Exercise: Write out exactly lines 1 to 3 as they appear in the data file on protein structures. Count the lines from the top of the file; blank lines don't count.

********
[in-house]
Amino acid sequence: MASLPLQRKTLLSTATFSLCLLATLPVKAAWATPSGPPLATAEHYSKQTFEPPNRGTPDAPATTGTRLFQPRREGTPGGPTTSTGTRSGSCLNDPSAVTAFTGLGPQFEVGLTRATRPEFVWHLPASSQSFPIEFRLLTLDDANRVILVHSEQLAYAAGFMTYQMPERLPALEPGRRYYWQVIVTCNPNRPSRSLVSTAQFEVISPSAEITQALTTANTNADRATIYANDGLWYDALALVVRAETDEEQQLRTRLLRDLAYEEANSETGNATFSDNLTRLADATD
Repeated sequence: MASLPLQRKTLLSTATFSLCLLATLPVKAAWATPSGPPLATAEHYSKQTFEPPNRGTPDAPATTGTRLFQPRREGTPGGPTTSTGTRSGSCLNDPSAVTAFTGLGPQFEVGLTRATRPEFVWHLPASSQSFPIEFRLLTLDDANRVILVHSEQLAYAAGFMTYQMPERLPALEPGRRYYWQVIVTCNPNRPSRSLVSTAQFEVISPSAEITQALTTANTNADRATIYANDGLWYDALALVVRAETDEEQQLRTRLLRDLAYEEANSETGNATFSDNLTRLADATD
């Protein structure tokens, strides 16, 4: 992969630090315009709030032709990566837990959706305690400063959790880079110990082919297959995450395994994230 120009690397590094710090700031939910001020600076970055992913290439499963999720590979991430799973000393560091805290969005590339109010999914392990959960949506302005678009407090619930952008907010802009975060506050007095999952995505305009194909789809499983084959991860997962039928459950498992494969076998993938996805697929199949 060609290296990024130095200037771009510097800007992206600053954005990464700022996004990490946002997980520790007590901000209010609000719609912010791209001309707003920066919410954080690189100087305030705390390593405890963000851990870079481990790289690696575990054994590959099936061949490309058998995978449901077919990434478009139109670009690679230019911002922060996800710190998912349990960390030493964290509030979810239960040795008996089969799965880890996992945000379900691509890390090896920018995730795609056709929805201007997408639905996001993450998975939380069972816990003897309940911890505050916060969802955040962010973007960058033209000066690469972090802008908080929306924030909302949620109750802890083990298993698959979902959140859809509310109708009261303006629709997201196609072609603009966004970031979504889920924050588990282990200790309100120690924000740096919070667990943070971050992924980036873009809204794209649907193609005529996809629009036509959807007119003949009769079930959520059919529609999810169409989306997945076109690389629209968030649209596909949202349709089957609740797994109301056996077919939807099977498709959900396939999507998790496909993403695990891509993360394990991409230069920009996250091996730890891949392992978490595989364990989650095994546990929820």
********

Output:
[in-house]
Amino acid sequence: MASLPLQRKTLLSTATFSLCLLATLPVKAAWATPSGPPLATAEHYSKQTFEPPNRGTPDAPATTGTRLFQPRREGTPGGPTTSTGTRSGSCLNDPSAVTAFTGLGPQFEVGLTRATRPEFVWHLPASSQSFPIEFRLLTLDDANRVILVHSEQLAYAAGFMTYQMPERLPALEPGRRYYWQVIVTCNPNRPSRSLVSTAQFEVISPSAEITQALTTANTNADRATIYANDGLWYDALALVVRAETDEEQQLRTRLLRDLAYEEANSETGNATFSDNLTRLADATD
Repeated sequence: MASLPLQRKTLLSTATFSLCLLATLPVKAAWATPSGPPLATAEHYSKQTFEPPNRGTPDAPATTGTRLFQPRREGTPGGPTTSTGTRSGSCLNDPSAVTAFTGLGPQFEVGLTRATRPEFVWHLPASSQSFPIEFRLLTLDDANRVILVHSEQLAYAAGFMTYQMPERLPALEPGRRYYWQVIVTCNPNRPSRSLVSTAQFEVISPSAEITQALTTANTNADRATIYANDGLWYDALALVVRAETDEEQQLRTRLLRDLAYEEANSETGNATFSDNLTRLADATD